(Nick Mastrandrea – Market Tea Leaves)
US Dollar: Sep ’22 USD is Up at 107.380.
Energies: Aug ’22 Crude is Down at 103.56.
Financials: The Sep ’22 30 Year bond is Up 17 ticks and trading at 137.12.
Indices: The Sep ’22 S&P 500 emini ES contract is 85 ticks Lower and trading at 3880.00.
Gold: The Aug’22 Gold contract is trading Down at 1736.80. Gold is 55 ticks Lower than its close.
This is not a correlated market. The dollar is Up, and Crude is Down which is normal, and the 30-year Bond is trading Higher. The Financials should always correlate with the US dollar such that if the dollar is lower, then the bonds should follow and vice-versa. The S&P is Lower, and Crude is trading Lower which is not correlated. Gold is trading Lower which is correlated with the US dollar trading Up. I tend to believe that Gold has an inverse relationship with the US Dollar as when the US Dollar is down, Gold tends to rise in value and vice-versa. Think of it as a seesaw, when one is up the other should be down. I point this out to you to make you aware that when we don’t have a correlated market, it means something is wrong. As traders you need to be aware of this and proceed with your eyes wide open. All of Asia is trading Lower with the exception of the Singapore and Nikkei exchanges. Currently all of Europe is trading Lower.
Possible challenges to traders today
- FOMC Member Williams Speaks at 2 PM EST. Major.
- Lack of major economic news
Traders, please note that we’ve changed the Bond instrument from the 30 year (ZB) to the 10 year (ZN). They work exactly the same.
We’ve elected to switch gears a bit and show correlation between the 10-year bond (ZN) and the S&P futures contract. The S&P contract is the Standard and Poor’s, and the purpose is to show reverse correlation between the two instruments. Remember it’s likened to a seesaw, when up goes up the other should go down and vice versa.
On Friday the ZN made its move at around 9:45 AM EST. The ZN hit a Low at around that time and the S&P moved Lower shortly thereafter. If you look at the charts below ZN gave a signal at around 9:45 AM EST and the S&P moved Lower at around the same time. Look at the charts below and you’ll see a pattern for both assets. ZN hit a Low at around 9:45 AM EST and the S&P was moving Lower shortly thereafter. These charts represent the newest version of MultiCharts and I’ve changed the timeframe to a 15-minute chart to display better. This represented a Long opportunity on the 10-year note, as a trader you could have netted about 20 ticks per contract on this trade. Each tick is worth $15.625. Please note: the front month for the ZN is now Sep ’22. The S&P contract is also Sep’ 22 as well. The front months are now Sep’ 22. I’ve changed the format to Heikin-Ashi such that it may be more apparent and visible.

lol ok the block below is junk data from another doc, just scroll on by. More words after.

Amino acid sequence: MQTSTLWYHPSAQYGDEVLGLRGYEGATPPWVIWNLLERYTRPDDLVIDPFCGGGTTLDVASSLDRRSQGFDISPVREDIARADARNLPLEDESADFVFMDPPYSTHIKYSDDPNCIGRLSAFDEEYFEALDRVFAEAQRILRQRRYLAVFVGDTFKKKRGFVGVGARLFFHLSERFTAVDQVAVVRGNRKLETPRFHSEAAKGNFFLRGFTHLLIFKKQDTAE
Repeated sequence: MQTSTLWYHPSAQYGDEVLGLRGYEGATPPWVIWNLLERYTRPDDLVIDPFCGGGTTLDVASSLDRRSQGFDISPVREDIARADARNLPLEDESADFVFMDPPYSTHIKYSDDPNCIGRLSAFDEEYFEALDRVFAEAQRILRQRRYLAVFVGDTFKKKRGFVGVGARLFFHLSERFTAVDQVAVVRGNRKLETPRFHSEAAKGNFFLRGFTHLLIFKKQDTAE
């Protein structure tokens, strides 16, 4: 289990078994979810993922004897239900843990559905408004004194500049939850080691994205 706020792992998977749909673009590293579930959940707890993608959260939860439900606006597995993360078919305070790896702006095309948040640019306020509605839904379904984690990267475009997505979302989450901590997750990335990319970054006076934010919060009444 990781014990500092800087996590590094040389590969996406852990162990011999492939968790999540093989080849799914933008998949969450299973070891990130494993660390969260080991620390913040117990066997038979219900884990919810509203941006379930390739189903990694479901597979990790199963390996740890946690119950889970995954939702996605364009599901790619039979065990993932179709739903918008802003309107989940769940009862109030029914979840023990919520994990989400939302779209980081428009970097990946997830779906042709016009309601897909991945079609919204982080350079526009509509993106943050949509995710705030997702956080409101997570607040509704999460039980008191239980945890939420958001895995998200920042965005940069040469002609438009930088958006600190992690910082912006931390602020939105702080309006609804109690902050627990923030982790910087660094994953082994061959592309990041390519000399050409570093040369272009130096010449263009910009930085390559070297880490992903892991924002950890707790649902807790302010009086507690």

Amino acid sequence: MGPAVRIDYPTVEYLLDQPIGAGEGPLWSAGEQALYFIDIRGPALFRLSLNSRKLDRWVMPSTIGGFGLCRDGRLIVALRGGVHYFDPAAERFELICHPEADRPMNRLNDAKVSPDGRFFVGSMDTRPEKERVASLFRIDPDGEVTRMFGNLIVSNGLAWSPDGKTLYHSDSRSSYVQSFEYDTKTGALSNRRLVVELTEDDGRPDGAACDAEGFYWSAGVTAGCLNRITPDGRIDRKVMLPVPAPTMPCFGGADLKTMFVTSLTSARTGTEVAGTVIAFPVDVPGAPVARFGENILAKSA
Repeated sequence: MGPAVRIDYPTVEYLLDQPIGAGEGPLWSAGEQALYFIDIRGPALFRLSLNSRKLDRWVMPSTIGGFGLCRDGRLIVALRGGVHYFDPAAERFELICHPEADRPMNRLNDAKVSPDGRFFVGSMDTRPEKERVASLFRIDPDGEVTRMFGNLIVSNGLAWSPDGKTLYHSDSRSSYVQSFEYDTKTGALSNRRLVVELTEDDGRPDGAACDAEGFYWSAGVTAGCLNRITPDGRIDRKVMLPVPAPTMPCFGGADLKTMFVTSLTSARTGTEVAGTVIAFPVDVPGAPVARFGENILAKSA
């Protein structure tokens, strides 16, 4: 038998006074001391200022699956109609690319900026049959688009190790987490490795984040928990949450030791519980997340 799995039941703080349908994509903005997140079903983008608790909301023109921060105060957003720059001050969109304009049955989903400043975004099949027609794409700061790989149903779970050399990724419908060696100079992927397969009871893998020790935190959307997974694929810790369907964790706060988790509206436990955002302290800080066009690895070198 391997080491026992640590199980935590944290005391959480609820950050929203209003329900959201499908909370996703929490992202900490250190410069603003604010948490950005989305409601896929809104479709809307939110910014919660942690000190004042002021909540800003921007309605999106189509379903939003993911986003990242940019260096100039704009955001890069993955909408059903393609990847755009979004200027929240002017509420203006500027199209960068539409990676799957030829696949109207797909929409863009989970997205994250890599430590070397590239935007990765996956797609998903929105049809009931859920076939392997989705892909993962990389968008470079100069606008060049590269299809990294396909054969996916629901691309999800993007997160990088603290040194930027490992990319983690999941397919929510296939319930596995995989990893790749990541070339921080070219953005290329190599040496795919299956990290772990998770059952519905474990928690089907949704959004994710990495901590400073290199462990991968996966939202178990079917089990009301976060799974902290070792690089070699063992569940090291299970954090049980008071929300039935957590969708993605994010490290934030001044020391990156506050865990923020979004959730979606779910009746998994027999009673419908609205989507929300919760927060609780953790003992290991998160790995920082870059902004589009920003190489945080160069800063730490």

Charts courtesy of MultiCharts built on an AMP platform
On Friday we gave the markets a Neutral or Mixed bias as is our custom on Jobs Friday. The markets didn’t disappoint as the Dow traded 46 points Lower, the S&P 3 points Lower but the Nasdaq gained 14 points. All in all, a Neutral or Mixed day. Today we aren’t dealing with a correlated market and our bias is to the Downside.
Could this change? Of Course. Remember anything can happen in a volatile market.
Each and every month around Non-Farm Payrolls or as we call it Jobs Friday, we always maintain a Neutral bias. Why? Because historically speaking the markets have never shown any sense of normalcy on that day. Case in point, yesterday the US economy created 372,000 net new jobs last month handily beating the 260,000 estimates. Good news by any measure yet what happened? The markets acted erratically as the Dow was all over the map yesterday. Down, then Up, then Down, then up and finally Down. So why did this happen yesterday? Everyone is convinced that a recession is coming, the good news from doesn’t coincide with that. A recession is coming but it’s not going to happen now, eventually it will. How and why? The Federal Reserve will continue to raise interest rates as that is their way to combat inflation. The idea is to slow down demand and when demand subsides companies start to lower prices thereby curbing inflation. However, when that happens businesses begin to realize that they need as many people as they’ve hired so guess what happens next. Layoffs: and usually that is big time layoffs. The Federal Resrve made a mistake last year thinking that prices going up was temporary. It wasn’t as businesses lost money during the pandemic and were eager to make up for lost ground. The Fed should have taken that into consideration and start to engineer a soft landing. Unfortunately, they did not so we are stuck with usual business cycle that says sooner or later a slowdown is coming. I truly hope we are wrong in this regard but as in all things only time will tell.